5. 5)

    Backfilling is used to fill taxonomic gaps in the unique taxon names left on the phylogenetic tree from the F-measure process. For this procedure, the input taxonomy is transformed into a tree and a Python dictionary is constructed that is keyed by the taxon name and valued by its corresponding node. A gap is defined as missing taxonomy rank name information in the phylogenetic tree between a named interior node and its nearest named ancestor (for example, having phylum and order names but without a name for the intervening class rank). For each internal node and nearest named ancestor pair in the phylogenetic tree in which a gap occurs, the taxon name of the node farthest from the root is identified in the input taxonomy. The input taxonomy is traversed until the nearest ancestor's taxa name is found. The names of the nodes traversed in the input taxonomy tree are then appended to the node farthest from the root of the phylogenetic tree. Following the backfilling procedure, it is possible for the phylogenetic tree to have duplicate taxa names.

  6. 6)

    A back-propagation procedure identifies redundant taxon names in the phylogenetic tree that can be collapsed into a single clade. Here, we test whether any internal node has nearest named descendants at a given rank (for example, phylum) that all share the same name. If so, the name can be removed from the descendants and propagated to the internal phylogenetic node being interrogated.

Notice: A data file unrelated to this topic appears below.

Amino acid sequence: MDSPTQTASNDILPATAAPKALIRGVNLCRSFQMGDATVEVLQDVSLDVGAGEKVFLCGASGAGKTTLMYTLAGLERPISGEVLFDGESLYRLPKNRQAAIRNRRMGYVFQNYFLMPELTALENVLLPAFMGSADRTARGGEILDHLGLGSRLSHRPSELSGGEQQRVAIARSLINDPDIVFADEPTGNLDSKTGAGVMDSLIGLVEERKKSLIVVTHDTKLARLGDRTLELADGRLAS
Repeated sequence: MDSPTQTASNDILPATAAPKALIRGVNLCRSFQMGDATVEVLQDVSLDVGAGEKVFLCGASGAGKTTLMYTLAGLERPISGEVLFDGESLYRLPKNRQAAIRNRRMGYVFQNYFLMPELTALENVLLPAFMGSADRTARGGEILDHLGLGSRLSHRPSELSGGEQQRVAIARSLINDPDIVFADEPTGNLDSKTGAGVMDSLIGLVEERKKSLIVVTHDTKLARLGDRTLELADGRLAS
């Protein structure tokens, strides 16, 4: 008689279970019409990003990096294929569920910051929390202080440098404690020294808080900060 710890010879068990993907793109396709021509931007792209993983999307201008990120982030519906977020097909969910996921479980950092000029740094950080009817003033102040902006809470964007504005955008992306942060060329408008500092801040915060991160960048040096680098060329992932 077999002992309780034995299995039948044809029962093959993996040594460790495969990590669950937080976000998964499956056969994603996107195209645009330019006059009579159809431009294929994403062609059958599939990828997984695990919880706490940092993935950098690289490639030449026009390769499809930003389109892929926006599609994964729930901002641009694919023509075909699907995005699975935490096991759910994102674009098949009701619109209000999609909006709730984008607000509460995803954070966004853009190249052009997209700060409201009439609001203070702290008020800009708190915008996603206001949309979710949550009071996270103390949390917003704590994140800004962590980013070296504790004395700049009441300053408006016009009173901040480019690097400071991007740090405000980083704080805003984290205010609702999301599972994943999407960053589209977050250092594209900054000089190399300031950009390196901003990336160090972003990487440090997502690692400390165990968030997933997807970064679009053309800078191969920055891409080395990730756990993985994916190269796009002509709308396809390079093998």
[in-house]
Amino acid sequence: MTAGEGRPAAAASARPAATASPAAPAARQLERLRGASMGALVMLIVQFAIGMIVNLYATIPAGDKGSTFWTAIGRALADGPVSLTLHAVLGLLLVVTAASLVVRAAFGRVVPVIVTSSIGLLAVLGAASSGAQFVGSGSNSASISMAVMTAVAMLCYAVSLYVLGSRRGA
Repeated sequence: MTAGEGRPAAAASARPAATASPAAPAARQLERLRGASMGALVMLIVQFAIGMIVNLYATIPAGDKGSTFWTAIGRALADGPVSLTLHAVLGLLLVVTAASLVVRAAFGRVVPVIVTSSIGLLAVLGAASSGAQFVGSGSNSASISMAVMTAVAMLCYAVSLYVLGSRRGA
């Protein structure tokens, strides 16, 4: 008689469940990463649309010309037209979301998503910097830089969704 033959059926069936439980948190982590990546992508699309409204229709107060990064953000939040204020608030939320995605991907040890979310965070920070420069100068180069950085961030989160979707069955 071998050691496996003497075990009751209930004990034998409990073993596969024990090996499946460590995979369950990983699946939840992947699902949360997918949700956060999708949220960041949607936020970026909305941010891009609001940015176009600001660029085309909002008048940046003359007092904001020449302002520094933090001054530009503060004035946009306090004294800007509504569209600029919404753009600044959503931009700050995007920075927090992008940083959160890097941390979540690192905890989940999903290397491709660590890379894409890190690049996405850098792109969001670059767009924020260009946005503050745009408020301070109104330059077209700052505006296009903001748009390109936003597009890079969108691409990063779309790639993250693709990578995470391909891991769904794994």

Secondary taxonomies were then applied manually to the annotated recipient tree, tree_16S_candiv_gg_2011_1, in ARB (Ludwig et al., 2004) using the group tool. For the Greengenes taxonomy, this was achieved by displaying the Greengenes taxonomy field at the tips of the tree and assigning group names missed in the automated taxonomy transfer (mostly higher level ranks associated with candidate phyla). For the cyanoDB taxonomy, manual assignments were based on type species (; 405 instances in tree_16S_candiv_gg_2011_1; Supplementary Table S1). The manually supplemented taxonomic assignments were then exported from the curated tree as a flat file (Supplementary Figure S1) using functionality in the tax2tree pipeline and reapplied to tree_16S_all_gg_2011_1 ensuring manual updates were efficiently propagated to both trees. The tax2tree software is implemented in the Python programming language using the PyCogent toolkit (Knight et al., 2007), and is available under the open-source General Public license at

Taxonomy comparisons